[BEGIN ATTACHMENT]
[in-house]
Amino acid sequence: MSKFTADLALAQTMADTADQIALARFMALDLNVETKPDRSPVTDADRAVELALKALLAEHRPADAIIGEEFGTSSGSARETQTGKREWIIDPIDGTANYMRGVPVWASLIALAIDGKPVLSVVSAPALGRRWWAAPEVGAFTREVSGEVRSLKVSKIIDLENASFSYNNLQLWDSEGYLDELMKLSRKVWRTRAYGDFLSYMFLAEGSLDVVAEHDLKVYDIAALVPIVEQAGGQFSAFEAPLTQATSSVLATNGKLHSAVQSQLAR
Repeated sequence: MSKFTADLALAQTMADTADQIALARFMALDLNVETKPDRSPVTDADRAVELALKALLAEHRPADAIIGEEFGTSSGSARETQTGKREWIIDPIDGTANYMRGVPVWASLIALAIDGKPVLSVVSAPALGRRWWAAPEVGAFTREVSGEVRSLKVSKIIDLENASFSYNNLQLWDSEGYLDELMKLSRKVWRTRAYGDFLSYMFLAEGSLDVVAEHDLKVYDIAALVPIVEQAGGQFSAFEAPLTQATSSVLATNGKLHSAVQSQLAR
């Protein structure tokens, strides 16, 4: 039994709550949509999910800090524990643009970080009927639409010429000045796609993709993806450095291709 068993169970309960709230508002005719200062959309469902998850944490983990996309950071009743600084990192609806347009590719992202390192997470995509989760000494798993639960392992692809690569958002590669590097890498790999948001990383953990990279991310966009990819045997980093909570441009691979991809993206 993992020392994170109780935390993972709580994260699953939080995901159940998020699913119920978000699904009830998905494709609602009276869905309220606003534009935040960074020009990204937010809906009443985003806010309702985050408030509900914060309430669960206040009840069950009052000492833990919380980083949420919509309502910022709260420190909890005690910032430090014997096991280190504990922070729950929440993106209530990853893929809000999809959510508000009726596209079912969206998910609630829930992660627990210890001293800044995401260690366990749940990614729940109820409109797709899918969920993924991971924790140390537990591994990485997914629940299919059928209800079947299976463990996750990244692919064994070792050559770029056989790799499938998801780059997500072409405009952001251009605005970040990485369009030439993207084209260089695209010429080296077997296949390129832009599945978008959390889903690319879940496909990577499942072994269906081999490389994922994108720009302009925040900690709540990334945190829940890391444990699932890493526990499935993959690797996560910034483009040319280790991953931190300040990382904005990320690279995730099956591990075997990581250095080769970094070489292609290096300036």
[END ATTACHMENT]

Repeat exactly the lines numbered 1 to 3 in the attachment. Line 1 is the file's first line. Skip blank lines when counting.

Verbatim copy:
[in-house]
Amino acid sequence: MSKFTADLALAQTMADTADQIALARFMALDLNVETKPDRSPVTDADRAVELALKALLAEHRPADAIIGEEFGTSSGSARETQTGKREWIIDPIDGTANYMRGVPVWASLIALAIDGKPVLSVVSAPALGRRWWAAPEVGAFTREVSGEVRSLKVSKIIDLENASFSYNNLQLWDSEGYLDELMKLSRKVWRTRAYGDFLSYMFLAEGSLDVVAEHDLKVYDIAALVPIVEQAGGQFSAFEAPLTQATSSVLATNGKLHSAVQSQLAR
Repeated sequence: MSKFTADLALAQTMADTADQIALARFMALDLNVETKPDRSPVTDADRAVELALKALLAEHRPADAIIGEEFGTSSGSARETQTGKREWIIDPIDGTANYMRGVPVWASLIALAIDGKPVLSVVSAPALGRRWWAAPEVGAFTREVSGEVRSLKVSKIIDLENASFSYNNLQLWDSEGYLDELMKLSRKVWRTRAYGDFLSYMFLAEGSLDVVAEHDLKVYDIAALVPIVEQAGGQFSAFEAPLTQATSSVLATNGKLHSAVQSQLAR